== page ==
When Alex Gantz found out her husband, Benjamin, was accepted to St. George’s University School of Veterinary Medicine, she was thrilled. Even though she was pregnant with their youngest child at the time and would be leaving their New Hampshire home for the move to Grenada, she was still excited about joining her husband on his new journey to becoming a veterinarian.

“Like most of us in the veterinary medical profession, I wanted to become a vet since I was a child,” shared Mr. Gantz, a Term 3 SVM student. “Then life happened. I got married and had two kids. But as I got older and wiser, I decided to go for it. Now I’m in my second year in the Doctor of Veterinary Medicine program. I’m thankful to SGU for giving me the opportunity to fulfill my childhood dream.”

This year the couple was joined once again by his parents, who made SGU’s Beyond Spice Family Weekend their family getaway for the second year in a row.

“At first, it took a little getting used to a new country and culture,” said Ms. Gantz. “But now we love it here and so do Ben’s parents. They’ve had so much fun on the sea excursion and at the sunset barbecue that they just keep coming back. For them, family vacation means SGU’s Family Weekend.”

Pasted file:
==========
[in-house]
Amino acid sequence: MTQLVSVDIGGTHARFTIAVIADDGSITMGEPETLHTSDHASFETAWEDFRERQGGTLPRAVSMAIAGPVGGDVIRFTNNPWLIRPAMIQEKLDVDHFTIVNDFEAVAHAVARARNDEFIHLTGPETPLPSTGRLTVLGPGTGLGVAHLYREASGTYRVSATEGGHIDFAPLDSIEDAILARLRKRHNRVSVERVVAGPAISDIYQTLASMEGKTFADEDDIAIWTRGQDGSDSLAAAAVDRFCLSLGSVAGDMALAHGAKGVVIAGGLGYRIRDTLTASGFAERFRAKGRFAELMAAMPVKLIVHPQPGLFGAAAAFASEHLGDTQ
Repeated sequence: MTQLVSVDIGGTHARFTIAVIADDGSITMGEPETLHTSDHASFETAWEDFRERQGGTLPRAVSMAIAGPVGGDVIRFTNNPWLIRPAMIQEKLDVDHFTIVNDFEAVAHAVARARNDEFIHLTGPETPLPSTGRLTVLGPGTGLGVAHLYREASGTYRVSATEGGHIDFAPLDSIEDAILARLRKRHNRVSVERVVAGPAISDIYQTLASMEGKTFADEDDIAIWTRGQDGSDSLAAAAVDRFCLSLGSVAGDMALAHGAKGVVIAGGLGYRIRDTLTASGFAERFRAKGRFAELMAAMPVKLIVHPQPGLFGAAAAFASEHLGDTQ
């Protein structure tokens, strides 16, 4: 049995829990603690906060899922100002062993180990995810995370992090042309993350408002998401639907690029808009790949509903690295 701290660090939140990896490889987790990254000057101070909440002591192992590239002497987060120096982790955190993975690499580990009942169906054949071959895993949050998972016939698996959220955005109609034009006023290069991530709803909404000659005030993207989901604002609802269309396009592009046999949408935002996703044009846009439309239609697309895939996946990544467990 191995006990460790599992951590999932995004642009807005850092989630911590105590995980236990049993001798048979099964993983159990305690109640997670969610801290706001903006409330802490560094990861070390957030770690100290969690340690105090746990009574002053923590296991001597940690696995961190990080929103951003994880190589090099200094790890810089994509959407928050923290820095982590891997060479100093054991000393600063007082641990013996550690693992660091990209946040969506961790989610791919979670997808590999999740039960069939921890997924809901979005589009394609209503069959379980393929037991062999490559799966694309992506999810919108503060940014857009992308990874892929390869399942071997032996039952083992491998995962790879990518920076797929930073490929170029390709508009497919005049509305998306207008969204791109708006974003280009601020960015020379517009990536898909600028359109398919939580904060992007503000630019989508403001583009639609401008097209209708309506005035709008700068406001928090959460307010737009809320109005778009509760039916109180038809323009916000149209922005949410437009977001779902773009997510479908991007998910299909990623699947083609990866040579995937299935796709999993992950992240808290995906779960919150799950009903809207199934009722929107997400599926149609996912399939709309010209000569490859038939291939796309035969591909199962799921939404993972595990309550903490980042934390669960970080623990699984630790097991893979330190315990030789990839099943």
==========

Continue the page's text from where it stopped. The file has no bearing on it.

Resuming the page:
The Gantz family weren’t the only repeat visitors this year. The University also welcomed much of its alumni, coming back and bringing with them many additions to the incoming class. Francis Rienzo, MD ’88, and his brother, Peter Rienzo, MD ’85, returned to coat their children, Emily and Jake Rienzo, at the Spring 2020 School of Medicine White Coat Ceremony, as did Abayomi Odubela, MD ’83, who also shared in that honor by coating his daughter, Ibironke. Altogether, this spring’s incoming SOM and SVM class welcomed backed five SGU graduates, including members of the Class of 1983, 1985, and 1988 to join in the special privilege of coating their children.

Now celebrating its 12th year since the inception of Family Weekend, SGU continually looks forward to opening its doors to host students’ families who’ve come to visit the country and campus that their students now call home. The bi-annual festivities include guided campus tours; the historical sightseeing tour of Fort Frederick, the famous Grand Etang Lake, and the 30-foot Annandale Waterfalls; and lunch at Belmont Estate, a fully functional and historic plantation, among other activities.